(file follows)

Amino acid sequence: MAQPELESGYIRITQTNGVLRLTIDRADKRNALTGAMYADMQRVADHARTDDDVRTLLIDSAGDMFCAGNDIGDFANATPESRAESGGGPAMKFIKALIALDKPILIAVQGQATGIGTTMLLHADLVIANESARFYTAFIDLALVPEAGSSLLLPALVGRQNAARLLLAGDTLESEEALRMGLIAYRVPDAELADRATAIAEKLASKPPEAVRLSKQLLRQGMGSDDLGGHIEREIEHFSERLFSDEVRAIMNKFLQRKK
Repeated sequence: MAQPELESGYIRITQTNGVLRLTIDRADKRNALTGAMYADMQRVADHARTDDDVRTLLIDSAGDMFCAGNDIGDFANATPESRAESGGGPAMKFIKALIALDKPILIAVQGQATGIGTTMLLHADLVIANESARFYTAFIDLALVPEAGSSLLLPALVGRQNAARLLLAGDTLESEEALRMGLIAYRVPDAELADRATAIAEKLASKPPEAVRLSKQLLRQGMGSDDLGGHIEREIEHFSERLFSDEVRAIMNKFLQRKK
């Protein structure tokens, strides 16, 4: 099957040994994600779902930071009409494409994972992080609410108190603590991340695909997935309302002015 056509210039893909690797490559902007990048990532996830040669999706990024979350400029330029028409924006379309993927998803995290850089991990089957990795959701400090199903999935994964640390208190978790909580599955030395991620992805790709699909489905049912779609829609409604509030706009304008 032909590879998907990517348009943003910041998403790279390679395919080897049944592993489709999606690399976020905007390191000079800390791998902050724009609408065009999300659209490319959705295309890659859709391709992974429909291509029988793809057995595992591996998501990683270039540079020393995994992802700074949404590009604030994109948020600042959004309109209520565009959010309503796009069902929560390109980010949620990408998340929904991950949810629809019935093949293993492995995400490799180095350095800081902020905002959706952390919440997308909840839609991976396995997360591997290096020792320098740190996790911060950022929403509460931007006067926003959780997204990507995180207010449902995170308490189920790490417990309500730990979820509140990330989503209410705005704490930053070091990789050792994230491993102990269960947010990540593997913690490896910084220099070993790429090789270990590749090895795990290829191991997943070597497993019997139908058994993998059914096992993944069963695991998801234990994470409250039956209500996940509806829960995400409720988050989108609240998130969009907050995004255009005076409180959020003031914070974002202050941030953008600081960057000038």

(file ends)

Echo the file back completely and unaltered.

Amino acid sequence: MAQPELESGYIRITQTNGVLRLTIDRADKRNALTGAMYADMQRVADHARTDDDVRTLLIDSAGDMFCAGNDIGDFANATPESRAESGGGPAMKFIKALIALDKPILIAVQGQATGIGTTMLLHADLVIANESARFYTAFIDLALVPEAGSSLLLPALVGRQNAARLLLAGDTLESEEALRMGLIAYRVPDAELADRATAIAEKLASKPPEAVRLSKQLLRQGMGSDDLGGHIEREIEHFSERLFSDEVRAIMNKFLQRKK
Repeated sequence: MAQPELESGYIRITQTNGVLRLTIDRADKRNALTGAMYADMQRVADHARTDDDVRTLLIDSAGDMFCAGNDIGDFANATPESRAESGGGPAMKFIKALIALDKPILIAVQGQATGIGTTMLLHADLVIANESARFYTAFIDLALVPEAGSSLLLPALVGRQNAARLLLAGDTLESEEALRMGLIAYRVPDAELADRATAIAEKLASKPPEAVRLSKQLLRQGMGSDDLGGHIEREIEHFSERLFSDEVRAIMNKFLQRKK
């Protein structure tokens, strides 16, 4: 099957040994994600779902930071009409494409994972992080609410108190603590991340695909997935309302002015 056509210039893909690797490559902007990048990532996830040669999706990024979350400029330029028409924006379309993927998803995290850089991990089957990795959701400090199903999935994964640390208190978790909580599955030395991620992805790709699909489905049912779609829609409604509030706009304008 032909590879998907990517348009943003910041998403790279390679395919080897049944592993489709999606690399976020905007390191000079800390791998902050724009609408065009999300659209490319959705295309890659859709391709992974429909291509029988793809057995595992591996998501990683270039540079020393995994992802700074949404590009604030994109948020600042959004309109209520565009959010309503796009069902929560390109980010949620990408998340929904991950949810629809019935093949293993492995995400490799180095350095800081902020905002959706952390919440997308909840839609991976396995997360591997290096020792320098740190996790911060950022929403509460931007006067926003959780997204990507995180207010449902995170308490189920790490417990309500730990979820509140990330989503209410705005704490930053070091990789050792994230491993102990269960947010990540593997913690490896910084220099070993790429090789270990590749090895795990290829191991997943070597497993019997139908058994993998059914096992993944069963695991998801234990994470409250039956209500996940509806829960995400409720988050989108609240998130969009907050995004255009005076409180959020003031914070974002202050941030953008600081960057000038």